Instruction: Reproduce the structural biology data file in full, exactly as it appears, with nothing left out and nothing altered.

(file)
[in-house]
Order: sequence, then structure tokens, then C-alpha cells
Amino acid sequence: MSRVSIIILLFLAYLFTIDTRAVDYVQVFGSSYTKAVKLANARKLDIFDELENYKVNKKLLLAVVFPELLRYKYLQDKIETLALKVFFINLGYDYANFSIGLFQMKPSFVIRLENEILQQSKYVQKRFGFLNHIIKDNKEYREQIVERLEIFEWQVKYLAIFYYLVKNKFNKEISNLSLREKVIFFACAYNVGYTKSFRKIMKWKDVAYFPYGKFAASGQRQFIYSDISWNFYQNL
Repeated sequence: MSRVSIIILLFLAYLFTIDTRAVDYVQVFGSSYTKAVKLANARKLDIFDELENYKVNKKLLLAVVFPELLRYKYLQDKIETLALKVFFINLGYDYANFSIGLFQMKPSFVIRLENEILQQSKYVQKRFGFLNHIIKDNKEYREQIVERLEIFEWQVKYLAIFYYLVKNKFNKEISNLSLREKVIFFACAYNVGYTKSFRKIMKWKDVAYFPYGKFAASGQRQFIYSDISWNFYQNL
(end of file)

[in-house]
Order: sequence, then structure tokens, then C-alpha cells
Amino acid sequence: MSRVSIIILLFLAYLFTIDTRAVDYVQVFGSSYTKAVKLANARKLDIFDELENYKVNKKLLLAVVFPELLRYKYLQDKIETLALKVFFINLGYDYANFSIGLFQMKPSFVIRLENEILQQSKYVQKRFGFLNHIIKDNKEYREQIVERLEIFEWQVKYLAIFYYLVKNKFNKEISNLSLREKVIFFACAYNVGYTKSFRKIMKWKDVAYFPYGKFAASGQRQFIYSDISWNFYQNL
Repeated sequence: MSRVSIIILLFLAYLFTIDTRAVDYVQVFGSSYTKAVKLANARKLDIFDELENYKVNKKLLLAVVFPELLRYKYLQDKIETLALKVFFINLGYDYANFSIGLFQMKPSFVIRLENEILQQSKYVQKRFGFLNHIIKDNKEYREQIVERLEIFEWQVKYLAIFYYLVKNKFNKEISNLSLREKVIFFACAYNVGYTKSFRKIMKWKDVAYFPYGKFAASGQRQFIYSDISWNFYQNL